Saturday, 20 April 2013


If book three turns out to be particularly popular, it will be largely down to today. The core of the novel currently lurking on Amazon's pre-order catalogue as "Untitled McNeill 3" has been in my head for a long time - years, in fact. And yet, excited as I was about it, I had felt that something was missing. I was pleased with the premise, and the characters, and the setting. There was a nice twist, part-way though...

...but today, chatting with Anna in an Exeter cafe, I finally saw the real twist. It was a wonderful feeling - a little like finding the £10 note you thought you'd lost, and discovering it's actually a £20.

Now all I have to do is knuckle down and write the rest of the book. Oh, and think of a title that's better than "Untitled McNeill 3".

Tuesday, 16 April 2013

Writing On Location

Okay. I admit it's an odd place to find someone typing. I probably cut a somewhat puzzling figure, hunched over my laptop, while perching on the sea wall in the shadow of the Second Severn Crossing suspension bridge. Some authors have a study, or a favourite room where they do their best work (and battle the temptations of Twitter) but more and more I've found myself drawn to the places where my next scene is unfolding. For some reason, writing "on location" really works for me.

The idea came years ago, at a seminar on screenwriting. The speaker, a wonderfully forthright man, caught our attention with an intriguing statement.
"There's no such thing as writer's block," he warned us. "Just a lack of research."
The solution he illustrated went something like this. Let's say you're writing a chapter where your character needs to leave their apartment and walk to a hotel somewhere else in the city. If you find yourself unable to summon up the atmosphere and the sense of place, what can you do? Go and experience it! Walk the route. Put yourself in the character's position and get a sense of how they'd feel.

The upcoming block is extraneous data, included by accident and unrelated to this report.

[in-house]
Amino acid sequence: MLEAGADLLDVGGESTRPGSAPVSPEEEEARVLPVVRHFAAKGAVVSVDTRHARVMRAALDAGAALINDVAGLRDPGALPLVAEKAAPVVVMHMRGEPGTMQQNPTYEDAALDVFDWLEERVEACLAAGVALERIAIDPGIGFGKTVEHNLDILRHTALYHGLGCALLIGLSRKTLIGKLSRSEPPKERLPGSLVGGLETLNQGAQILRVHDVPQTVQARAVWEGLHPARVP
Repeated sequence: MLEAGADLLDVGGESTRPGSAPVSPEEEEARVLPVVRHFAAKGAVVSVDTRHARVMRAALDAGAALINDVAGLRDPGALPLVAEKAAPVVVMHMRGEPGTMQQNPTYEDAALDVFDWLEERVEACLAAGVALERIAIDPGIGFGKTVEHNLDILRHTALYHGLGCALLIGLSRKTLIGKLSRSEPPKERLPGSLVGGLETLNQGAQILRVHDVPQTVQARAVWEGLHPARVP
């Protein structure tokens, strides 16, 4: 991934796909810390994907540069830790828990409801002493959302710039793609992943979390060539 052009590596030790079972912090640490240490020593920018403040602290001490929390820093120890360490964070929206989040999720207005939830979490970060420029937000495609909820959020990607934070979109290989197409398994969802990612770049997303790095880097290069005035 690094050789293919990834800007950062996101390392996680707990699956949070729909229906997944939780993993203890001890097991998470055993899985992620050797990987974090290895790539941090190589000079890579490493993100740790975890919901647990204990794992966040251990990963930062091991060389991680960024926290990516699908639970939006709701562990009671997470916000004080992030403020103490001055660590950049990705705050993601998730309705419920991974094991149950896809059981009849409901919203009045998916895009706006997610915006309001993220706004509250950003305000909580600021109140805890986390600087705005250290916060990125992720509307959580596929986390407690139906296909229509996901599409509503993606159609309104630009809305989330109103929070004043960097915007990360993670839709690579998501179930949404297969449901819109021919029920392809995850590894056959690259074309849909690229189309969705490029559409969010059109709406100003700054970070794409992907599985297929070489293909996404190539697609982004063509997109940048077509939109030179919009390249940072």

That advice stayed with me. Plotting the first murder in "Eye Contact", I had a fairly clear sequence of events in mind. But when the time came to actually write it, there were sections where I found myself staring blankly at the screen. I knew what was going to happen in general terms, but I wasn't sure what the next sentence should be.

So I took my laptop and went to Bristol. I went where my characters went, following in their footsteps, picturing them in each setting, until I ended up on the beautifully bleak shoreline of Severn Beach. I'd been typing up rough sections and notes every step of the way – now the challenge wasn't a lack of inspiration, it was almost a struggle to capture the torrent of thoughts.

I'd expected this process to help me with scene-setting, or creating atmosphere, but it did much more than that. Being where my characters were gave me a powerful sense of empathy with them. Suddenly, the story felt terribly real – as though I was researching and recording events which had actually happened.

From then on, I made a point of visiting all the key locations in the book – the old canal towpath in Oxford, the lobby of a Mayfair hotel, a busy Starbucks at Canary Wharf, or a lonely park bench in Winchester. Sometimes it would be a fleeting visit to refresh my memory and take some notes, on other occasions (weather permitting) I'd sit and type for hours. It was always rewarding, and often surprising, as the story shifted and unfolded into its natural setting.

So, the next time you see someone bent over their laptop in an odd location, take a good look around. You might be standing in a future crime scene!

(this piece first appeared on the Kindle Post blog)